4. U. of C. #1 had been founded by Baptists, evidently more of a force in Chicago in the nineteenth century than today. The Baptists were determined to try again, but equally determined not to make the same mistake twice. By happy coincidence, John D. Rockefeller was (a) a Baptist, and (b) the richest man in the world, or close to it. Rockefeller’s coreligionists had the obvious thought. Around this time the American Baptist Education Society was formed, with the aim of educating not merely American Baptists but Christians generally i.e., practically everyone in America at that point (from the start the University of Chicago has admitted students of both sexes without regard to religious affiliation). The society determined that the principal Baptist university ought to be in Chicago rather than New York or Washington, D.C., which also harbored ambitions on this score, and Rockefeller agreed to pony up a good chunk of the cash. After some haggling he settled on a gift of $600,000, with subsequent donations by others bringing the total to a little more than $1 million. In other words, one of the world’s great universities was launched with a sum that in Hyde Park today would buy you a decent-sized house.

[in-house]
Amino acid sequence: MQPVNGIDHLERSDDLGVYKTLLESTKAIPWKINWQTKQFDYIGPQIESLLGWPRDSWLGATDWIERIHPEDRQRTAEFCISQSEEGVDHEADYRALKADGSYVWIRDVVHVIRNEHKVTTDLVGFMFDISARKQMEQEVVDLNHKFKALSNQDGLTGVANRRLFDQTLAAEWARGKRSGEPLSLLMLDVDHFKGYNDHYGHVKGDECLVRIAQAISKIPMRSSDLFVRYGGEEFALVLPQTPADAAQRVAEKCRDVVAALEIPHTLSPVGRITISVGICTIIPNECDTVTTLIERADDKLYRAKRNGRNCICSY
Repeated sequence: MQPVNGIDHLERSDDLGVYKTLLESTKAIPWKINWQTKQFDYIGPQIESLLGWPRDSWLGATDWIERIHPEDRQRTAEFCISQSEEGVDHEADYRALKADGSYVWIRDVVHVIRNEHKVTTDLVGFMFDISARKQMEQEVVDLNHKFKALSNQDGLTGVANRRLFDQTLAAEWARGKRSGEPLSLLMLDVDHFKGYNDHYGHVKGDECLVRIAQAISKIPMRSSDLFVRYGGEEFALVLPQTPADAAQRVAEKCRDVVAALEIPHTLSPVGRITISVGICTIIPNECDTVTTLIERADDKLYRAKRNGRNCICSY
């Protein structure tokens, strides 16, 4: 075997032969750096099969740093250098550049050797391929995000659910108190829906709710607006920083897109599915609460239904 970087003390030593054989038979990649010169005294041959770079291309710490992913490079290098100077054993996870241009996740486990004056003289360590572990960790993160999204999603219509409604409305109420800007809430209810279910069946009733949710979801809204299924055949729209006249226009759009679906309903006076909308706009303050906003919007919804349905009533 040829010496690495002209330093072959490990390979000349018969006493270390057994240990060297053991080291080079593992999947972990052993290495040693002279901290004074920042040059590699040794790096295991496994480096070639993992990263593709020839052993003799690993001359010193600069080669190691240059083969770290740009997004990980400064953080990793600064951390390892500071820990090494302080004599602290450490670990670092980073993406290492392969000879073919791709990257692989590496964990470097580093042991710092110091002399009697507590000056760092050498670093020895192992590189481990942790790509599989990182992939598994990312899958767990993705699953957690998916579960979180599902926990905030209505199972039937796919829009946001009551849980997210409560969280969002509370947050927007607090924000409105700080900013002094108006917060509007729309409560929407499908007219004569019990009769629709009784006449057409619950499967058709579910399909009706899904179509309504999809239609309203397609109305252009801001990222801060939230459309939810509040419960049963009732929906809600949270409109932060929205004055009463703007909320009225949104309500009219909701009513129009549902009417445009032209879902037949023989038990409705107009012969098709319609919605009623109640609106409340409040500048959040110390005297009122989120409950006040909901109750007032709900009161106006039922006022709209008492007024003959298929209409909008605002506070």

5. Rockefeller contributed another $2 million before the University of Chicago opened its doors in 1892, for a total of $2.6 million out of about $4 million raised to that point. In October of that year the university’s trustees declared, “in recognition of the fact that the University owes its existence and its endowments to Mr. Rockefeller, the words ‘Founded by John D. Rockefeller’ [shall] be printed on all official publications and letterheads under the name of the University and be put upon the seal.” Rockefeller’s generosity to the university continued; during its first ten years he contributed $35 million and the Rockefeller Foundation has provided many additional millions since. The University of Chicago remains a thriving concern today, having produced 82 Nobel prize winners, awarded degrees to 143,000 students, produced numerous “Chicago schools” of this and that, and on the whole, although you may get an argument about the details, contributed materially to the betterment of humanity. We summarize thus:

Eq. 2. Smart people + good intentions + buckets of cash = first-class institution of higher learning.

Comparing equations 1 and 2 leads us to an inescapable conclusion. To give credit where it’s due, the American Baptist Education Society and its members were undeniably the driving force behind the university’s establishment, while William Rainey Harper, the first president, was principally responsible for assembling the distinguished faculty and guiding the university through its early years. John D. Rockefeller, so far as can be determined, contributed no educational vision, hired no professors, and laid no brick upon a brick. However, he did put up the bulk of the money, which clearly was why the second U. of C. escaped the first one's fate, so he gets to be called the founder. Is this unfair? Much in life is unfair. But tell you what. When I start the University of East Illinois Street, if you kick in $35 million, I’ll let you be founder of that. 

Cecil Adams


Goodspeed, Thomas Wakefield, A History of the University of Chicago, 1916: